Tuesday, December 5, 2017

Why even try?

This weekend is Deadlifts for Doernbecher, the annual deadlift competition that my gym hosts (here's my post from last year), and as can be expected, I'm excited about it but I'm also a little nervous because I have high hopes for my numbers this year.

This year, there will be a bunch of elite guest lifters attending as well, which adds to the pressure. I am eager to impress, and would love to someday be considered one of them. (I know I have a long way to go.) There are women a good 40 pounds lighter than me who can pull a good 40+ pounds heavier than I can, so knowing they'll be there is definitely a heaping of humble pie, if you know what I mean.

It's funny--no matter how well I do at any given training session, I follow so many stellar lifters on social media that I never feel like I'm good enough or strong enough. Which in turn sounds ridiculous, because... good enough for what? Strong enough for what? For myself? For people who know me? I'm pretty sure NO ONE I know is going to laugh at me for having pathetic numbers. (Well, possibly for my bench.) And yet, here I am, pushing for the approval of... I don't even know. Being surrounded by such excellence really places my own accomplishments in rather harsh perspective. Why should I be proud of myself for this lift when all these people can totally do better? Why even try?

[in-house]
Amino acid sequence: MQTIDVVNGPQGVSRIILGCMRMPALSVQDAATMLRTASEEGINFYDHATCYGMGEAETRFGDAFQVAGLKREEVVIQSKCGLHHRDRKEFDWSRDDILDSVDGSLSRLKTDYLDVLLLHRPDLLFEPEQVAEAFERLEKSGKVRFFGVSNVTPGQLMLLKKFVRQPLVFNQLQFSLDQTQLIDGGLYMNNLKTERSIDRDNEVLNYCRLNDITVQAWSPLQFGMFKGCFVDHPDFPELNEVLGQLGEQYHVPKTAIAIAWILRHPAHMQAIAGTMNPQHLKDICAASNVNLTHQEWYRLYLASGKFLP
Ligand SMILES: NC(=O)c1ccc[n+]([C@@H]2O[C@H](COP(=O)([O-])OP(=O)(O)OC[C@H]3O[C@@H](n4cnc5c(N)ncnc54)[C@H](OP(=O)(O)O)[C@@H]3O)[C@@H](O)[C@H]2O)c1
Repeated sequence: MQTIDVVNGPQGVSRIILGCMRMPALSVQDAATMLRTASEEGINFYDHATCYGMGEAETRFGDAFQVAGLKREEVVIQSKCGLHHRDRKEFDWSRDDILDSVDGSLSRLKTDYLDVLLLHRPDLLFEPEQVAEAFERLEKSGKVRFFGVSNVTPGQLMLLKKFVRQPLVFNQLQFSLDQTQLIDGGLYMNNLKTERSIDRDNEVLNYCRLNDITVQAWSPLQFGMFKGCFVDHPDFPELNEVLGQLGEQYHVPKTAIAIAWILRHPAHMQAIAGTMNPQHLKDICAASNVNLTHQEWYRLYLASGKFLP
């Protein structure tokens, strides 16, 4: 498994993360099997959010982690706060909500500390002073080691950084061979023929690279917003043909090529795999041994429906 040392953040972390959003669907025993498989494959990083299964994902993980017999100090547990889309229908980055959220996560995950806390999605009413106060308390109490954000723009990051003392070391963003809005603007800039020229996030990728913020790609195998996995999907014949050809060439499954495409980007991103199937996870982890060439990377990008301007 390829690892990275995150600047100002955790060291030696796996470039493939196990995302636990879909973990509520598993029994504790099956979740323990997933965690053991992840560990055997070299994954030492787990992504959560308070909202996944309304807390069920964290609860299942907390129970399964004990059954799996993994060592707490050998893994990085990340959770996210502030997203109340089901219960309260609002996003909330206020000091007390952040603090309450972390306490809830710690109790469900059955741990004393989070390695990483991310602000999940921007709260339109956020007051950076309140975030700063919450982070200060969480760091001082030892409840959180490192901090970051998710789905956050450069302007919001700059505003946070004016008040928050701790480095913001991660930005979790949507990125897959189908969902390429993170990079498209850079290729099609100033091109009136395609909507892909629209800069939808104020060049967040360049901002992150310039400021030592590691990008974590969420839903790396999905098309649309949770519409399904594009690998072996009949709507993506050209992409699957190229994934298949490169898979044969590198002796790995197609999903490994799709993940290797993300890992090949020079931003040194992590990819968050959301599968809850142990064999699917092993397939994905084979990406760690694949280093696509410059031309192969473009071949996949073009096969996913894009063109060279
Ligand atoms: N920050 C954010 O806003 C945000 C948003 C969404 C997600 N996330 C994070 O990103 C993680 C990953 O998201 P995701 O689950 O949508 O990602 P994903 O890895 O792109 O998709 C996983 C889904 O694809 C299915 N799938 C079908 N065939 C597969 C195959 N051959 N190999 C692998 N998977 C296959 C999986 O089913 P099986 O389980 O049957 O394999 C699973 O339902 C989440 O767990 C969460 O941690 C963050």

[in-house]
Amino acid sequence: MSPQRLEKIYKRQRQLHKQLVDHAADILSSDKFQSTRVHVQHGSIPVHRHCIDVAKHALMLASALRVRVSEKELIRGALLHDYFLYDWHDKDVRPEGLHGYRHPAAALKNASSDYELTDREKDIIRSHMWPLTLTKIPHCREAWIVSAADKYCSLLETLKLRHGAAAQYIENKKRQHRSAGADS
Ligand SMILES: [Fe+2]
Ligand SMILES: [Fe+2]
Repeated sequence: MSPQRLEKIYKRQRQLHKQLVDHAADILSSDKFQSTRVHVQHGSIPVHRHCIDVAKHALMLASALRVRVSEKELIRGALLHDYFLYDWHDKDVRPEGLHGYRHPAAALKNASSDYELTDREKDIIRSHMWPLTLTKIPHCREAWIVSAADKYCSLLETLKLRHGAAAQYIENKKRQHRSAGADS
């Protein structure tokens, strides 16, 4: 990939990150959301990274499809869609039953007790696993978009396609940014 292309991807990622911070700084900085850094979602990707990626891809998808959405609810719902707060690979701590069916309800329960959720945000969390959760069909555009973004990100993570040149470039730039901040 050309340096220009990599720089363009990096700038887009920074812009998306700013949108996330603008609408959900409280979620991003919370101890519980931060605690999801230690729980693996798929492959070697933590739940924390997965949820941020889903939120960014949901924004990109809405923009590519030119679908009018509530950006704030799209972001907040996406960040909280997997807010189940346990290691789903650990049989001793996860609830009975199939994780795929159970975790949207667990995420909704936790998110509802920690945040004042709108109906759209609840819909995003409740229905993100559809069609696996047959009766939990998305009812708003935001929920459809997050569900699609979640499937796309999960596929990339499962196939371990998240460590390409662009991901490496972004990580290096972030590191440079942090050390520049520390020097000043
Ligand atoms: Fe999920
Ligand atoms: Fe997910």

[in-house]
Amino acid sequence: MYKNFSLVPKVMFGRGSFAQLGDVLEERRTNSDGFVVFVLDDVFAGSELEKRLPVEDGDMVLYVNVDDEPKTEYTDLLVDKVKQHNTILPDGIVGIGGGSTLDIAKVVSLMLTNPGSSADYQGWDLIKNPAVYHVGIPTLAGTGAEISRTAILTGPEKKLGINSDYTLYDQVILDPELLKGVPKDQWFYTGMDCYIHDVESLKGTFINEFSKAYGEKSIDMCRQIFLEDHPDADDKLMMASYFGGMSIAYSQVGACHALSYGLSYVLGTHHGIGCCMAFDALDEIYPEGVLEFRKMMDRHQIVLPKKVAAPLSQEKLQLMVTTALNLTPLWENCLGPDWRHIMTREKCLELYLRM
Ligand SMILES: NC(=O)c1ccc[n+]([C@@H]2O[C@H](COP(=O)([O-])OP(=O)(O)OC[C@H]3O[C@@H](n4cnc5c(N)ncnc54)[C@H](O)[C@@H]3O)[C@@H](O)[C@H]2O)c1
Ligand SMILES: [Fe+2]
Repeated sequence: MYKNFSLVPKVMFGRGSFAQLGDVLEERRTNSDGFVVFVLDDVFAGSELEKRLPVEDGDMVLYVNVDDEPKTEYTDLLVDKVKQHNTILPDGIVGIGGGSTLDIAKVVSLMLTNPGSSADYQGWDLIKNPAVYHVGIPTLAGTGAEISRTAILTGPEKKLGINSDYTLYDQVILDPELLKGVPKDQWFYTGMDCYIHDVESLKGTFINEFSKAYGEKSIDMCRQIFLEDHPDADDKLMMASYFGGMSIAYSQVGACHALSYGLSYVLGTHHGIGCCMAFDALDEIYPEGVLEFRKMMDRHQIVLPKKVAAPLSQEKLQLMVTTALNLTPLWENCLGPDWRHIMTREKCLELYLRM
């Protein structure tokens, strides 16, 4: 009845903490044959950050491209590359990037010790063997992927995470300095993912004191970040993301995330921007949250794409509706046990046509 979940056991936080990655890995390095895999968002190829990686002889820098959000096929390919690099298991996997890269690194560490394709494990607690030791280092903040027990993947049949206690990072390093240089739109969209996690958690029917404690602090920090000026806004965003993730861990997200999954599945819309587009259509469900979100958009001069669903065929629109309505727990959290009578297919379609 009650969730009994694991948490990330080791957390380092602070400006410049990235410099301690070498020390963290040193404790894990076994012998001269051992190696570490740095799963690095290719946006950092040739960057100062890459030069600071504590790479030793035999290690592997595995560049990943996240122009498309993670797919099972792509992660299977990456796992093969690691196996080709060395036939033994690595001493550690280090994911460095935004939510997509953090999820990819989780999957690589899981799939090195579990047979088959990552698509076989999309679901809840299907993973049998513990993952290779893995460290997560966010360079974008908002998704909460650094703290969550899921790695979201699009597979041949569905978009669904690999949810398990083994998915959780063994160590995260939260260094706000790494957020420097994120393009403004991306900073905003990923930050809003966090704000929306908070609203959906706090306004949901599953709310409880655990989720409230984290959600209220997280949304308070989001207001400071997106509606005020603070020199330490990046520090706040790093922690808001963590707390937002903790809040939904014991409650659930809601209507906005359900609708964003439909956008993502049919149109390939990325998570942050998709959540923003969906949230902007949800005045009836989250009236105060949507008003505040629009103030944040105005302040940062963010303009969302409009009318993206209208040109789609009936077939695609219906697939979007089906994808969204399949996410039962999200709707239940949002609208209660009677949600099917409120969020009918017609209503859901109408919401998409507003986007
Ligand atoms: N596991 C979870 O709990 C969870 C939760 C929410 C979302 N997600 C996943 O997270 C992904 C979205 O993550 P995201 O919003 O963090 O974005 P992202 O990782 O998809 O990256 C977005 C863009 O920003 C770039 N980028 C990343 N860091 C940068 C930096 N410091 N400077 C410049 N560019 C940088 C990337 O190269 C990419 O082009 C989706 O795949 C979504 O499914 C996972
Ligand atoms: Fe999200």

It's not a healthy worldview, to only want to do something if I can be the best at it, and I don't actually live my life like that, but I can't say that I don't have my moments where I'm like, "What is even the point of all this?" The truth is, I didn't start doing this to be The Best (whatever that means), and if I want to not make myself miserable, that should never be my driving reason for doing anything. Because all that really guarantees you is misery. (Unless you're, like, Serena Williams. In which case, being The Best is just a fact of life =P)

So here I am, a few days out from my next competition, trying to talk myself out of feeling intimidated and comparing myself to other people who (honestly!) have trained much harder and longer than I have. In truth, I took two or three weeks off during training for D4D because I was sick, and I still was able to do this for my last heavy workout last week, so I should stop beating myself up so much about not being an ELITE LIFTER, and just enjoy what I'm doing while I am still able to do it. Just like how, right now, I can't run at even my slowest speed from when I used to run marathons, someday, I will not be able to lift this heavy anymore, and I'm going to wish I had taken the time to pat myself on the back and be proud of what I have accomplished already, instead of constantly looking ahead to the next PR.

(Though yes, I am going to still hope for a PR.)

Wish me luck. (And moreover, tell me to stop freaking out because I'll be fine.)

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